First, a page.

How to Know You’re Ready to Compete for Grants

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Thousands of foundations, billions of dollars and only 1.5 million nonprofits. Let’s get our tax-exemption and snag that first, free money! Spoiler alert: this story does not end well. Most proposals get rejected, most brand-new nonprofits do not get their first dollar from a foundation and some have estimated that half the new nonprofits will fizzle out in a year or two.

 

What about the “other half?” What are the characteristics of nonprofits that stand the best chance of winning foundation support? Here is the composite picture of those competitive grant-seekers.

 

They have a solid business plan. They are led by people who know that passion and a good idea are necessary but not sufficient; they put in the effort to map out a realistic and data-based blueprint for survival and growth.

 

They have a track record. Foundations and other funders tend to support nonprofits that have demonstrated they can do the work. Here’s where it’s helpful to have evidence of the results of past programs or projects.

 

They have built revenue streams from a variety of people and places. Most funders want to be one of the sources of your funding, not the only source. They want to know that you’ve broadened your networks of involvement, engagement and financial support.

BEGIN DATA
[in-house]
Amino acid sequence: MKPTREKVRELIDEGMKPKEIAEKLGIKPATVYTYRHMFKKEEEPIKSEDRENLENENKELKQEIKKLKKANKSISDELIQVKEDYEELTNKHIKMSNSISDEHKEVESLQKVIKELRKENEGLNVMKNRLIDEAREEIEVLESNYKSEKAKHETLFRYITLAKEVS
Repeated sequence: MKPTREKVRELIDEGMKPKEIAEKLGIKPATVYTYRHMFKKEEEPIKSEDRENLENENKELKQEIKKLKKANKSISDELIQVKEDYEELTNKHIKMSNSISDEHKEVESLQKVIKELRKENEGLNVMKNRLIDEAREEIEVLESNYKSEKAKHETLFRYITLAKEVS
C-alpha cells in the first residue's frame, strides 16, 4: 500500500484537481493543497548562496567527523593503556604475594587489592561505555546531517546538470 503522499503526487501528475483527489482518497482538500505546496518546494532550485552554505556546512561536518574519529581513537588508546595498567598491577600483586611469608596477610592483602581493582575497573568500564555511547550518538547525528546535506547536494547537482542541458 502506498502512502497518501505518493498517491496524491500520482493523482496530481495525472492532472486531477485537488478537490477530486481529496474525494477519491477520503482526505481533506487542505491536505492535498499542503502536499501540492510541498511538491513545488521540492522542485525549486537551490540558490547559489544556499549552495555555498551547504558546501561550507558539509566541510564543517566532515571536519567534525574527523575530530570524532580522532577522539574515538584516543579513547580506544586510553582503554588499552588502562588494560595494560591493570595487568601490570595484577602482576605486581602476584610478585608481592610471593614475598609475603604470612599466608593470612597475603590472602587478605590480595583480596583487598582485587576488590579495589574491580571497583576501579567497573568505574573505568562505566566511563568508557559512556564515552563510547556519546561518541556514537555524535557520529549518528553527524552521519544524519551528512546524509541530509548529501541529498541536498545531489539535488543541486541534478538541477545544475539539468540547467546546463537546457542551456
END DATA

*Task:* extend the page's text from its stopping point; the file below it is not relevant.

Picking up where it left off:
They know where they fit in the bigger scheme of things. A nonprofit might reflect on what others are doing about the problem and then identify the particular contribution it can make; funders will appreciate the clarity and specificity.

 

Finally, they are up to date with registrations, filings, financial records and the other administrative details of an efficient organization. It’s a good idea to carry out a periodic review of your nonprofit’s “official” paperwork to make sure everything is in order.

 

There are exceptions to these touch points, of course, but a savvy nonprofit stands a better chance of securing foundation funding when it meets these tests.

 

 

Thomas Boyd is Chief Editorial Consultant for The Grantsmanship Center

and an independent consultant to nonprofit organizations.

 

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